The Health Care Reform Act (HCRA) has been in the news a lot lately, and everyone is wondering what it will mean for them. Patients, healthcare providers, healthcare facilities, and even pharmacists are torn between being concerned and hopeful. Most of the media attention has focused on how this bill is going to help individuals or how much money it is going to cost to implement. However, not a lot of people are talking about the job growth and boost to the economy that could result from the Health Care Reform Act and its impact on the donut hole in Medicare.
It sounds odd to speak of donut holes and Medicare in the same sentence, but these donut holes are not like the kind you would have with your morning coffee. In regards to Medicare, the term Donut Hole refers to a gap in coverage. Specifically, for our purposes, the gap in coverage for medication. Right now, the gap begins after a patient has purchased $2,380 worth of prescription medications. [click to continue…]
Since I began writing on this blog, I’ve found much more to talk about with my local pharmacist. We discuss a variety of pharmacy topics when I go in to refill prescriptions several times a month. Before, it was the usual “how are you doing” kind of conversation, and now I use him as a source of inspiration and information. Recently, I was telling him about some of the blog posts I’d been writing and mentioned temporary nursing positions. I asked him if he knew about them, and he did. Then we started discussing about how the same type of arrangement is also available for pharmacists. He said it had never interested him much, because he likes where he lives, but that he’d known several people who enjoyed the variety. He had similar things to say about becoming a per diem pharmacist, and mentioned that their pharmacy employed them from time to time when someone was sick or was scheduled for vacation.
Oddly, I had never noticed if someone different was busily filling my prescriptions, but then again, I hadn’t really started having conversations with my pharmacist every visit until recently. I usually deal with the pharmacy technician or cashier unless I have a specific question about the medications. I must admit I was intrigued. I asked if he could tell me why people were interested in becoming a per diem pharmacist. Some of the answers reminded me of what nurses I know have to say and others seemed more specific to the world of pharmaceuticals. [click to continue…]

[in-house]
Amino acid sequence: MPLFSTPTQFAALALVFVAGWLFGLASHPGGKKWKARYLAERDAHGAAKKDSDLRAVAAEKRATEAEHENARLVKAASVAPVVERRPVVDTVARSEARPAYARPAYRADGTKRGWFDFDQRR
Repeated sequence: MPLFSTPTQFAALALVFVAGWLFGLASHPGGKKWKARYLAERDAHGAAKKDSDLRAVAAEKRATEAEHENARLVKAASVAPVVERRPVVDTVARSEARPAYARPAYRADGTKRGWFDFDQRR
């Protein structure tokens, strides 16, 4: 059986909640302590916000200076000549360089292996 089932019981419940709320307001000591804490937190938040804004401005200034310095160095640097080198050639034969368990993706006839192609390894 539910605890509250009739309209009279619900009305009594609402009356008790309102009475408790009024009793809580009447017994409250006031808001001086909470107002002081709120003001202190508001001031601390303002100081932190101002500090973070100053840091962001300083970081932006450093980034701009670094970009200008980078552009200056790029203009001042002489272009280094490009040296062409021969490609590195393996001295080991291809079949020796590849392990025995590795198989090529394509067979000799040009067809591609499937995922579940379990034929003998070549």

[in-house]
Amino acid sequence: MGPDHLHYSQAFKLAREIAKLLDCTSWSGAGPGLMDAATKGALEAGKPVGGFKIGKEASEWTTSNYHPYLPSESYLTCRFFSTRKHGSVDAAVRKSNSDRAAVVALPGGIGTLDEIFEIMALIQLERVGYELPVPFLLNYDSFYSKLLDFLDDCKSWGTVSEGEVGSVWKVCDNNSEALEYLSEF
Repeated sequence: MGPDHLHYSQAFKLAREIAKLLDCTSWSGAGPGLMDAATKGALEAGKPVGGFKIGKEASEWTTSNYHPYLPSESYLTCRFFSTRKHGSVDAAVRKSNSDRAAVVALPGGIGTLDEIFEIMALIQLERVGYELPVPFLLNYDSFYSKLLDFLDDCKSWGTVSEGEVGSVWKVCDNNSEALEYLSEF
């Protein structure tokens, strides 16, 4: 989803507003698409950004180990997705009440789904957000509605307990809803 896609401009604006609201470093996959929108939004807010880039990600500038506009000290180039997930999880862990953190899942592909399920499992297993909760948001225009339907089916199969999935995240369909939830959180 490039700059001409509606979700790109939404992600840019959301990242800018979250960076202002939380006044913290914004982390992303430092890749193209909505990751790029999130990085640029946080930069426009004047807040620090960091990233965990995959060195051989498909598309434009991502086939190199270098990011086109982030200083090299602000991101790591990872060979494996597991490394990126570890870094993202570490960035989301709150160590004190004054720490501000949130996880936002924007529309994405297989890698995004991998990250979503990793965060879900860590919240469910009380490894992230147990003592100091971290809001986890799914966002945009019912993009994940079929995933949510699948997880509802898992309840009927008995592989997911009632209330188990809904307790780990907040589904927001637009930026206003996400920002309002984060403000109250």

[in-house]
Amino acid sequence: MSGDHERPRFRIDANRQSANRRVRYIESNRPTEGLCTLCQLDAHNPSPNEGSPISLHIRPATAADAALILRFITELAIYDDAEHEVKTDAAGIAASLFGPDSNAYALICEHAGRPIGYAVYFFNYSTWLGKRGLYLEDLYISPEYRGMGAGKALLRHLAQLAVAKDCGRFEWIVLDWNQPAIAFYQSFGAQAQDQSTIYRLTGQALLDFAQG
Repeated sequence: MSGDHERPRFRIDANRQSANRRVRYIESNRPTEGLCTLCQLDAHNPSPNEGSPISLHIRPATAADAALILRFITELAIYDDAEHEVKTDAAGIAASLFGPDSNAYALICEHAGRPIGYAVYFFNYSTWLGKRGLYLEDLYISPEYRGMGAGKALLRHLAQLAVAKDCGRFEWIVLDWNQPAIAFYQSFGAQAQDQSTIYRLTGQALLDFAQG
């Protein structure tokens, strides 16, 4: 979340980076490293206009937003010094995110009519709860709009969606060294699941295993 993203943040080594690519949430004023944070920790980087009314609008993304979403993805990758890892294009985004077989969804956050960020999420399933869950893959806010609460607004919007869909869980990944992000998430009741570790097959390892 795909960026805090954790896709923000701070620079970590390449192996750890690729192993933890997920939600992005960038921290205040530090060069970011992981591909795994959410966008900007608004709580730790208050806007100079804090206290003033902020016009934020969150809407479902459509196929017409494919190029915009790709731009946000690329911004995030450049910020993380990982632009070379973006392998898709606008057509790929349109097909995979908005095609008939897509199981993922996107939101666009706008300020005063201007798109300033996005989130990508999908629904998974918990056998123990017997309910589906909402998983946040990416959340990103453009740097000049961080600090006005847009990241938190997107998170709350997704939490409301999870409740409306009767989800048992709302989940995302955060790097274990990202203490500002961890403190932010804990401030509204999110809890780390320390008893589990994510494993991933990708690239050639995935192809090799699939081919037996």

I love my local pharmacy; I even like the big chain pharmacy for some things. One thing I’ve recently learned is that not all of the people behind the pharmacy counter are pharmacists. Heck, not even most of them, apparently.
In the pharmacy I frequent, there are usually two pharmacy technicians and one pharmacist there at the same time. During slower hours, there may only be one technician, but there is at least one at all times. I had previously assumed that there was the pharmacist, who put the medications in the bottles, and the other people who stocked shelves or worked as cashiers. It’s amazing the kinds of misconceptions you can have, and how completely wrong they can be.
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Listening to my radio on the way to the grocery store, I heard an advertisement for flu shots being given at one of the local pharmacy clinics. The ad talked about the importance of getting the seasonal flu shot and described who should get the H1N1 flu shot. The hours were listed, and a special point was made of how the shots, and clinic, were available every day. At first I thought how convenient it would be not to have to make a doctor’s appointment and be able to go in on the weekend. Then I started wondering about how my regular doctor would get records from this clinic and who would be providing the shots, or any medical advice, were I to go in for another reason.
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Most pharmacists will tell you that generic medications are comparable to their brand name counterparts. However, recent studies and editorials have indicated that not everyone feels this is necessarily true. What is the responsibility of a pharmacist in this age of abundant medications to give information to the consumer?
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